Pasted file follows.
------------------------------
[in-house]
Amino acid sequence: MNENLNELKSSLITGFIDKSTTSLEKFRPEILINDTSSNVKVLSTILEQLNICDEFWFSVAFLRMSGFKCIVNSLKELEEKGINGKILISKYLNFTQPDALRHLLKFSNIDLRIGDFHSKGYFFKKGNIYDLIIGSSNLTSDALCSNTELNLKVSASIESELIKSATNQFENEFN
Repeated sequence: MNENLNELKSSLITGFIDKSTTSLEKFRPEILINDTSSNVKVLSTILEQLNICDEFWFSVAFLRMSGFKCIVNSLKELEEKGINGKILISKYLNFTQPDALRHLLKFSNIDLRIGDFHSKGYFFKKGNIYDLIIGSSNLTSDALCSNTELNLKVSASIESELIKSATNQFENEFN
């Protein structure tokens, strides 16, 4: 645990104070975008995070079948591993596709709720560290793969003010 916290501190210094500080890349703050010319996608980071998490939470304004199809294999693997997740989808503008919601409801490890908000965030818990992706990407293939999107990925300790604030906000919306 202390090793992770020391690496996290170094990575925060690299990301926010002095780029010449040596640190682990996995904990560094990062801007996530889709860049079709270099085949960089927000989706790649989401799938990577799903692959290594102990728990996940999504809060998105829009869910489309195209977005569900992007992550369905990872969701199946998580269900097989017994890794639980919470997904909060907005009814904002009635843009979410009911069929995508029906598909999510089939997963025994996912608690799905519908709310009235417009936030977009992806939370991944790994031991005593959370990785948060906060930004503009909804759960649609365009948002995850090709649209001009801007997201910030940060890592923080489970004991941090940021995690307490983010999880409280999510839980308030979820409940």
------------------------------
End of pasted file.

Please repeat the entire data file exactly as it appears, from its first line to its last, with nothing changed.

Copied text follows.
[in-house]
Amino acid sequence: MNENLNELKSSLITGFIDKSTTSLEKFRPEILINDTSSNVKVLSTILEQLNICDEFWFSVAFLRMSGFKCIVNSLKELEEKGINGKILISKYLNFTQPDALRHLLKFSNIDLRIGDFHSKGYFFKKGNIYDLIIGSSNLTSDALCSNTELNLKVSASIESELIKSATNQFENEFN
Repeated sequence: MNENLNELKSSLITGFIDKSTTSLEKFRPEILINDTSSNVKVLSTILEQLNICDEFWFSVAFLRMSGFKCIVNSLKELEEKGINGKILISKYLNFTQPDALRHLLKFSNIDLRIGDFHSKGYFFKKGNIYDLIIGSSNLTSDALCSNTELNLKVSASIESELIKSATNQFENEFN
């Protein structure tokens, strides 16, 4: 645990104070975008995070079948591993596709709720560290793969003010 916290501190210094500080890349703050010319996608980071998490939470304004199809294999693997997740989808503008919601409801490890908000965030818990992706990407293939999107990925300790604030906000919306 202390090793992770020391690496996290170094990575925060690299990301926010002095780029010449040596640190682990996995904990560094990062801007996530889709860049079709270099085949960089927000989706790649989401799938990577799903692959290594102990728990996940999504809060998105829009869910489309195209977005569900992007992550369905990872969701199946998580269900097989017994890794639980919470997904909060907005009814904002009635843009979410009911069929995508029906598909999510089939997963025994996912608690799905519908709310009235417009936030977009992806939370991944790994031991005593959370990785948060906060930004503009909804759960649609365009948002995850090709649209001009801007997201910030940060890592923080489970004991941090940021995690307490983010999880409280999510839980308030979820409940």